Linux Kernel Launches Hardware Management Features
Preparing for Liftoff
The 2.6 Linux kernel has been one amazing roller-coaster ride of excellent new features and changes coming faster than you can say "git along now, little patchies." Hardware detection and management, and removable media management are probably the most obvious changes to users.
We're almost to the point of genuine seamless no-muss no-fuss Plug-and-Play. There is still room for a bit of polish, and device support is always an uphill battle in this senselessly Windows-centric land of ours, but the progress in just a few years is stunning. 2.6.0 was released on December 17, 2003, just a bit over three years ago. While poor old Vista was getting bogged down in endless meetings over minutiae like shutdown menu elements, the Linux kernel team was pounding pell-mell down the trail like a team of amped-up sled dogs.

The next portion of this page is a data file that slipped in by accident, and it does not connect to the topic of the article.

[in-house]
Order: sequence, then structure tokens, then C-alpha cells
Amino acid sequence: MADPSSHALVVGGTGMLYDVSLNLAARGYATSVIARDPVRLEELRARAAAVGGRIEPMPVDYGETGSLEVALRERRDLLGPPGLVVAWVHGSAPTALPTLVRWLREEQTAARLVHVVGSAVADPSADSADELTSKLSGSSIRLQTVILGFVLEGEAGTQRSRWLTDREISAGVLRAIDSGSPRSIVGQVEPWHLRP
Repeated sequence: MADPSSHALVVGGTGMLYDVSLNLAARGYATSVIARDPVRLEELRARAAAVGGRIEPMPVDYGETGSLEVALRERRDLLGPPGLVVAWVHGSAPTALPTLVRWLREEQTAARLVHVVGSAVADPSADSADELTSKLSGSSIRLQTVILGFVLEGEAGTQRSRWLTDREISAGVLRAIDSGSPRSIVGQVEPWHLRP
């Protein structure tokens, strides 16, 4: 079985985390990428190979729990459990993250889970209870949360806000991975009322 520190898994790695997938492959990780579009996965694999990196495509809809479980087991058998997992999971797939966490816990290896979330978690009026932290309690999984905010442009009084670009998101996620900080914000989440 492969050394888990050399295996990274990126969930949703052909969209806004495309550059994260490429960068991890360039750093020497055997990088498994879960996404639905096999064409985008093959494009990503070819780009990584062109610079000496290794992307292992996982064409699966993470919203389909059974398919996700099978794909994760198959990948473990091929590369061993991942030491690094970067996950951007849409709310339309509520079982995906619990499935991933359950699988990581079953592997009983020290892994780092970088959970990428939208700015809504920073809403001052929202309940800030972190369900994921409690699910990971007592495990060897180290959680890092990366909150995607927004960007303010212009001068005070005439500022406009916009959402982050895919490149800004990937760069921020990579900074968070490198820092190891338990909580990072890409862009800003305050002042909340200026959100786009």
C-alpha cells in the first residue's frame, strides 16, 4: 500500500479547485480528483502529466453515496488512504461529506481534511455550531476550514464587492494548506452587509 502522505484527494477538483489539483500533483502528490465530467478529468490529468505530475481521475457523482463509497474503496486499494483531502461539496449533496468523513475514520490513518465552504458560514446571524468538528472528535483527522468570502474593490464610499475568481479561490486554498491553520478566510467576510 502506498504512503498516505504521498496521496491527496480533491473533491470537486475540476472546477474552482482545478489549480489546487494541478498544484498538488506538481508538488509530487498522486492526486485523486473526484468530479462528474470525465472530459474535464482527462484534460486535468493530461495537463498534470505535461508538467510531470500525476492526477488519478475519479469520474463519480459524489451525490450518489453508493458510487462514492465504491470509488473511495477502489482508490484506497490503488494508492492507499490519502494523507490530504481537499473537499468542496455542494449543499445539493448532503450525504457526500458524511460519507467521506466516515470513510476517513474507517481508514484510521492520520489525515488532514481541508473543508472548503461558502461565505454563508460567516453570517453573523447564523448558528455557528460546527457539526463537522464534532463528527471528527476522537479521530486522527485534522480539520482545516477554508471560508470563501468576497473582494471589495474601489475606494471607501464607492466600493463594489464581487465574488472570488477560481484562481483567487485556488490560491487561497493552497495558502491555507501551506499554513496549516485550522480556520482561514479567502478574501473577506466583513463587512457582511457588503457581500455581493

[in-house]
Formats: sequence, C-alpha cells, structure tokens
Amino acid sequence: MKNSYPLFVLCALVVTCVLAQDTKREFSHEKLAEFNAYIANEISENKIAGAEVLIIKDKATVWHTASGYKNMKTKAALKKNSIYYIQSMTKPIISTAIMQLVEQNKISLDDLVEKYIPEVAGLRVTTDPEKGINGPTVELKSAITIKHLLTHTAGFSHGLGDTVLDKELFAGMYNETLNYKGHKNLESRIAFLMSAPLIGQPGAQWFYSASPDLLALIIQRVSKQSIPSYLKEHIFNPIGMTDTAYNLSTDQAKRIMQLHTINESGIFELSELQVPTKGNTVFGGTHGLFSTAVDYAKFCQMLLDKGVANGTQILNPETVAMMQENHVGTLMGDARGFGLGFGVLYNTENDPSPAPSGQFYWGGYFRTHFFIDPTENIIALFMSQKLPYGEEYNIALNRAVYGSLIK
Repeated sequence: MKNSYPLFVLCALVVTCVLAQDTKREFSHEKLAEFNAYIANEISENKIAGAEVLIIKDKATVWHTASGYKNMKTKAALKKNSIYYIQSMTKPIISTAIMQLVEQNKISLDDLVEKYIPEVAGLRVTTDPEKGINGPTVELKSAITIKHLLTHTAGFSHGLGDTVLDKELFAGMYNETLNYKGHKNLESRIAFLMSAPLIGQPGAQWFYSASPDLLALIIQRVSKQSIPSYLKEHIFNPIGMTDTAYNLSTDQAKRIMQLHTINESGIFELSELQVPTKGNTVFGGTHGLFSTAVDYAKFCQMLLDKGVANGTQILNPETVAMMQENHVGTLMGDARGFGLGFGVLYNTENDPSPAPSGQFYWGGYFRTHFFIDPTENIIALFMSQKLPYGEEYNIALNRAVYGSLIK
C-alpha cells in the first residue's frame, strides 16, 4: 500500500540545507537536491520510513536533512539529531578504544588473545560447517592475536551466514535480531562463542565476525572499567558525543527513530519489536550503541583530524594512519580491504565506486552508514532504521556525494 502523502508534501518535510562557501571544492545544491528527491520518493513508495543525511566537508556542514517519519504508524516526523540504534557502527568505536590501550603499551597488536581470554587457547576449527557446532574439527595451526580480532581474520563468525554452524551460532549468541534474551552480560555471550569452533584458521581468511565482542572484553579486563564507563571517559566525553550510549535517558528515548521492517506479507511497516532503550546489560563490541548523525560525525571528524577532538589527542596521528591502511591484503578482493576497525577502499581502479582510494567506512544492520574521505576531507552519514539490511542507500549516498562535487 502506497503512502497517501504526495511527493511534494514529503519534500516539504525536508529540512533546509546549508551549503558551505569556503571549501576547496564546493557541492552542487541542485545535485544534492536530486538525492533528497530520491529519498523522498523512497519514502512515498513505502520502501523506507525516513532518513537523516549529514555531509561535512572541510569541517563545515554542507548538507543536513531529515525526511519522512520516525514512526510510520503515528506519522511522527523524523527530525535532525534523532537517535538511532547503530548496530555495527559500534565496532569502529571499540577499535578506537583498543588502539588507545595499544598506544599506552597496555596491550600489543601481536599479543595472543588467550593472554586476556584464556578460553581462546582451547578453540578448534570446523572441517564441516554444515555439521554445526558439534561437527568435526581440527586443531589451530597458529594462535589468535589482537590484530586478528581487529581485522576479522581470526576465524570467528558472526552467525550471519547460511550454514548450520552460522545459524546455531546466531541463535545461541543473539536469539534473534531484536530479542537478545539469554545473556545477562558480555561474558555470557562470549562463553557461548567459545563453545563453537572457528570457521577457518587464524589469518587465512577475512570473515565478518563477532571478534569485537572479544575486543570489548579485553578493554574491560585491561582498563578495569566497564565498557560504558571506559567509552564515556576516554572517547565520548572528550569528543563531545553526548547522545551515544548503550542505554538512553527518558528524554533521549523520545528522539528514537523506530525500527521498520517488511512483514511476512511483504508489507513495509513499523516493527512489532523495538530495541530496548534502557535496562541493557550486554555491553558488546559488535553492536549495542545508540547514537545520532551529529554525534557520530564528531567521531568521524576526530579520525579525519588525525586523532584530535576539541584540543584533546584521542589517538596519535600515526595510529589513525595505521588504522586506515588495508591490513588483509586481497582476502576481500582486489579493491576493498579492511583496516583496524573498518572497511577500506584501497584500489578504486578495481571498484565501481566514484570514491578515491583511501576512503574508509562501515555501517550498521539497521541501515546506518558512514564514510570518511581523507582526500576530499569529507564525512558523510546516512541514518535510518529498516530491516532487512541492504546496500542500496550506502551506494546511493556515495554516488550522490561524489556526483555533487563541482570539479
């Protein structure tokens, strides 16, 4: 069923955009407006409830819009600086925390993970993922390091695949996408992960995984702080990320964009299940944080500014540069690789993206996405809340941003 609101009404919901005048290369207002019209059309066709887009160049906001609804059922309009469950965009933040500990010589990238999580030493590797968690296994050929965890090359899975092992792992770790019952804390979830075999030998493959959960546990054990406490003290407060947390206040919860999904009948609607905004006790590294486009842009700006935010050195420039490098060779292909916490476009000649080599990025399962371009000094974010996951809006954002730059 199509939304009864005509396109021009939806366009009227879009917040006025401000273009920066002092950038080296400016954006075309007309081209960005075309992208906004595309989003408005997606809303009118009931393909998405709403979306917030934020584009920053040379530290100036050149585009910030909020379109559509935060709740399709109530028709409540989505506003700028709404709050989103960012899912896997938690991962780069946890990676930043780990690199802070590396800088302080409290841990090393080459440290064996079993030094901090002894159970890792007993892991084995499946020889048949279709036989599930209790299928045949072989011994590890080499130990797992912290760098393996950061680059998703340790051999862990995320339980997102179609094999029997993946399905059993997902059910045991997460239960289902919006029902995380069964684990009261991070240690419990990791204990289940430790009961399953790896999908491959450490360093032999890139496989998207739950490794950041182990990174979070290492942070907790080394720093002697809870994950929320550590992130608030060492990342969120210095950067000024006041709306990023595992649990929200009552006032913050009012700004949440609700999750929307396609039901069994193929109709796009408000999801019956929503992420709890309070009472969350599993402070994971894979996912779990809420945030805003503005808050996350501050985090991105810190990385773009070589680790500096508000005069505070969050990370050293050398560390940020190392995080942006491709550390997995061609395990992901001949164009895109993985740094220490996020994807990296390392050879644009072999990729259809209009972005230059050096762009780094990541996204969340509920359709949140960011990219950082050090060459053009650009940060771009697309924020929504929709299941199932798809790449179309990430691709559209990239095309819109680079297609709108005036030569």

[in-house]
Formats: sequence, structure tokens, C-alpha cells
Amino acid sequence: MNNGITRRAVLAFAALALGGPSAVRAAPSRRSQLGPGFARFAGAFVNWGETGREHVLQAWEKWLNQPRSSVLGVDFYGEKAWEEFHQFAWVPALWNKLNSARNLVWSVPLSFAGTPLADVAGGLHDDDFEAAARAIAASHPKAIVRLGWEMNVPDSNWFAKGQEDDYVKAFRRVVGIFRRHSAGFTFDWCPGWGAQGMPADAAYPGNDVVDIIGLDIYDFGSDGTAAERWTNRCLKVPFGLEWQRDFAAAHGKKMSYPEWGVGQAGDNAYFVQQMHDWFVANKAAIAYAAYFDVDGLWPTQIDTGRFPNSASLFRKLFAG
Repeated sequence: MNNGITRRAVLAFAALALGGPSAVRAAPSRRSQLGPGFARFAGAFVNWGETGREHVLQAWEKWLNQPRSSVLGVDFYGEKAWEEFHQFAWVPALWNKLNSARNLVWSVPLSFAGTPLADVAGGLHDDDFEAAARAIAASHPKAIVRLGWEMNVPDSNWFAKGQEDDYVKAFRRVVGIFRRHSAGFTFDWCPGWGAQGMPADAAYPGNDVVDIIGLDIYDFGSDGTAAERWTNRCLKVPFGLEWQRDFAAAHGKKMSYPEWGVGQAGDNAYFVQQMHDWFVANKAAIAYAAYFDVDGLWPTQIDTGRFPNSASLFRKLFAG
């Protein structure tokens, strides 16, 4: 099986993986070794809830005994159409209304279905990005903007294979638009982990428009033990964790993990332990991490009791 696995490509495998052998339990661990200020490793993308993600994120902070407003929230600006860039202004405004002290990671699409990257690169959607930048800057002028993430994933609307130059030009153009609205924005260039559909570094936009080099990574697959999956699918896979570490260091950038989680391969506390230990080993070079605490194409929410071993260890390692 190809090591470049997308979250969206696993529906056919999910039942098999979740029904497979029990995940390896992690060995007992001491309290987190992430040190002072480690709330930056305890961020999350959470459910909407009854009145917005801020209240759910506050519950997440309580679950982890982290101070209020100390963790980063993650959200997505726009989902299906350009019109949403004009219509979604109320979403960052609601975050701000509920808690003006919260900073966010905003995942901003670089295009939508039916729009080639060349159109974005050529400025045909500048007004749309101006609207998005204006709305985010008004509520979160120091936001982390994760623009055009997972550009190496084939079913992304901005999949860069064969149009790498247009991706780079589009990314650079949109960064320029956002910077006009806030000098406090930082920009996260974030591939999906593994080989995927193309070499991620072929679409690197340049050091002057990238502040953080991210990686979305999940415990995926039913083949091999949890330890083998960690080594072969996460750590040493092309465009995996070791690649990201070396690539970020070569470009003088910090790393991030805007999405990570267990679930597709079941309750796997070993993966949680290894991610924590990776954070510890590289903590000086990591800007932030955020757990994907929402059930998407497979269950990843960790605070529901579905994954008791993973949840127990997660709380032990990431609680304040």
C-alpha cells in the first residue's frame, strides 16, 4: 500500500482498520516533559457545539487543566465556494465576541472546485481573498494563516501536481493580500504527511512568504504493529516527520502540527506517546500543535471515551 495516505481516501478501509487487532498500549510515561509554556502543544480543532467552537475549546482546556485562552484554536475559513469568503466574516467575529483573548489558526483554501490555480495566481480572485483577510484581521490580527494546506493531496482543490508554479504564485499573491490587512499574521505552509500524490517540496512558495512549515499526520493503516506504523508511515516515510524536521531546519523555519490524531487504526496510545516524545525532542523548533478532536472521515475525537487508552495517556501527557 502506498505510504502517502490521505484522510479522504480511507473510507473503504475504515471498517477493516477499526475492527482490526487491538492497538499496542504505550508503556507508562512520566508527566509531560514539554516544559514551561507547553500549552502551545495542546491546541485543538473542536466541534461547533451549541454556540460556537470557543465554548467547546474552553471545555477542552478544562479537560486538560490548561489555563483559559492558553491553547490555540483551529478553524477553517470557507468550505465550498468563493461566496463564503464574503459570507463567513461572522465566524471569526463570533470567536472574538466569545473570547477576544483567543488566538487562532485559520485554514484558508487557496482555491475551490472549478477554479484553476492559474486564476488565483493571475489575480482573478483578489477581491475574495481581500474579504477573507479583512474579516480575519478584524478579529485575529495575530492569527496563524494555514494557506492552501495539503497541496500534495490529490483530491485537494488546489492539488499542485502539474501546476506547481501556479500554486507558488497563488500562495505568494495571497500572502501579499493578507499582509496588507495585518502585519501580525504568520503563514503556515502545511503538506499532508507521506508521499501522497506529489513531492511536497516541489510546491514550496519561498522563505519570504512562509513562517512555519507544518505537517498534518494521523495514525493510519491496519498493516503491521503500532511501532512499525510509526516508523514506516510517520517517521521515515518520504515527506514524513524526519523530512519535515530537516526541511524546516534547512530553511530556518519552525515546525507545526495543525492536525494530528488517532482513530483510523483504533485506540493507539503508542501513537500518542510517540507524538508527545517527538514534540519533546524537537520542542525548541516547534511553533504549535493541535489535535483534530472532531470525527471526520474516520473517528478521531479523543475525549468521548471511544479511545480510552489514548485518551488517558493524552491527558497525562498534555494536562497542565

There are a lot of different daemons and subsystems that cooperate to provide smooth device detection and management, but the primary players are:
- hotplug and coldplug
Solid state disks (SSDs) made a splash in consumer technology, and now the technology has its eyes on the enterprise storage market. Download this eBook to see what SSDs can do for your infrastructure and review the pros and cons of this potentially game-changing storage technology.
- 1Linux Top 3: CoreOS, Oracle Enterprise Linux 7 and Ubuntu 14.10
- 2Linux Top 3: Debian Dumps SPARC, Ubuntu Takes Over Linux 3.13 and the Core Infrastructure Initiative
- 3Linux Top 3: Fedora, Ubuntu and Gluster Lose Community Leaders
- 4Red Hat Enterprise Linux 7 Finally Hits the Big Time
- 5Linux Top 3: Tails 1.0, OpenMandriva Lx 2014.0 and Debian 7.5